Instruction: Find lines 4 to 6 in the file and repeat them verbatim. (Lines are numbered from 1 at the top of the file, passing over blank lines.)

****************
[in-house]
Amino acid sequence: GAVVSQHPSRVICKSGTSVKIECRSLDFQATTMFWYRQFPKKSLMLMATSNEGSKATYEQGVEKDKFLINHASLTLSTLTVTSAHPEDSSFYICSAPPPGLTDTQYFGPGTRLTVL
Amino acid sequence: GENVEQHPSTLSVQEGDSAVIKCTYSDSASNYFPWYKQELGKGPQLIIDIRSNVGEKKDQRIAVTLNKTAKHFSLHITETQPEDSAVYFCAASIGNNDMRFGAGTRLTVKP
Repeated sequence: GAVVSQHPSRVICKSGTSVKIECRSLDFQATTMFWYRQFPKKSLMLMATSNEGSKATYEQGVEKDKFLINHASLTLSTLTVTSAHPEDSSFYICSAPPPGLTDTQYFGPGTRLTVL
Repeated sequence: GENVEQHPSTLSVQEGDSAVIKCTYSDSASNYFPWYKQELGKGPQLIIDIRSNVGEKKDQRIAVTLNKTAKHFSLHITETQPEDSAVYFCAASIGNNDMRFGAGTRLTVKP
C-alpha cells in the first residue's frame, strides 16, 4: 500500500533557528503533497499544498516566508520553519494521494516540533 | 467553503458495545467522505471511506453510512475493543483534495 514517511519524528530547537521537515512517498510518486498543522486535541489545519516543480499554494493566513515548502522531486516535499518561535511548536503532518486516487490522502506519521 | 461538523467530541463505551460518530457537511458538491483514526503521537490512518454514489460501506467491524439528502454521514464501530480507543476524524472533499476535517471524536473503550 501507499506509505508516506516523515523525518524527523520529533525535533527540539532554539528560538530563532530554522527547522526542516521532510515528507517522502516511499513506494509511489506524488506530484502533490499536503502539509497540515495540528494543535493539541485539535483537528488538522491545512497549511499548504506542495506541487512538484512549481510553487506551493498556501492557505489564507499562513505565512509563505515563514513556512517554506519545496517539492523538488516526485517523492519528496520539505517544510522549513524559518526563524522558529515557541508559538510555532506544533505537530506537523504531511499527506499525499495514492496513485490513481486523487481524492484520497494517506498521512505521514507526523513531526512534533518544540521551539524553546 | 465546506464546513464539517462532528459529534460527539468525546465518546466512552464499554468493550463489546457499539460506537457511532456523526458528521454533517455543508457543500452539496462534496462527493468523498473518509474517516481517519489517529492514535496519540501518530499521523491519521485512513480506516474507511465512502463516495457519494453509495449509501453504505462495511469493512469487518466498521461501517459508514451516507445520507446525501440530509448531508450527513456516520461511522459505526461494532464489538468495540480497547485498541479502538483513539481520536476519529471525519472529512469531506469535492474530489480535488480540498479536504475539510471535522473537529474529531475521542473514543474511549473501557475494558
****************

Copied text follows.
Repeated sequence: GAVVSQHPSRVICKSGTSVKIECRSLDFQATTMFWYRQFPKKSLMLMATSNEGSKATYEQGVEKDKFLINHASLTLSTLTVTSAHPEDSSFYICSAPPPGLTDTQYFGPGTRLTVL
Repeated sequence: GENVEQHPSTLSVQEGDSAVIKCTYSDSASNYFPWYKQELGKGPQLIIDIRSNVGEKKDQRIAVTLNKTAKHFSLHITETQPEDSAVYFCAASIGNNDMRFGAGTRLTVKP
C-alpha cells in the first residue's frame, strides 16, 4: 500500500533557528503533497499544498516566508520553519494521494516540533 | 467553503458495545467522505471511506453510512475493543483534495 514517511519524528530547537521537515512517498510518486498543522486535541489545519516543480499554494493566513515548502522531486516535499518561535511548536503532518486516487490522502506519521 | 461538523467530541463505551460518530457537511458538491483514526503521537490512518454514489460501506467491524439528502454521514464501530480507543476524524472533499476535517471524536473503550 501507499506509505508516506516523515523525518524527523520529533525535533527540539532554539528560538530563532530554522527547522526542516521532510515528507517522502516511499513506494509511489506524488506530484502533490499536503502539509497540515495540528494543535493539541485539535483537528488538522491545512497549511499548504506542495506541487512538484512549481510553487506551493498556501492557505489564507499562513505565512509563505515563514513556512517554506519545496517539492523538488516526485517523492519528496520539505517544510522549513524559518526563524522558529515557541508559538510555532506544533505537530506537523504531511499527506499525499495514492496513485490513481486523487481524492484520497494517506498521512505521514507526523513531526512534533518544540521551539524553546 | 465546506464546513464539517462532528459529534460527539468525546465518546466512552464499554468493550463489546457499539460506537457511532456523526458528521454533517455543508457543500452539496462534496462527493468523498473518509474517516481517519489517529492514535496519540501518530499521523491519521485512513480506516474507511465512502463516495457519494453509495449509501453504505462495511469493512469487518466498521461501517459508514451516507445520507446525501440530509448531508450527513456516520461511522459505526461494532464489538468495540480497547485498541479502538483513539481520536476519529471525519472529512469531506469535492474530489480535488480540498479536504475539510471535522473537529474529531475521542473514543474511549473501557475494558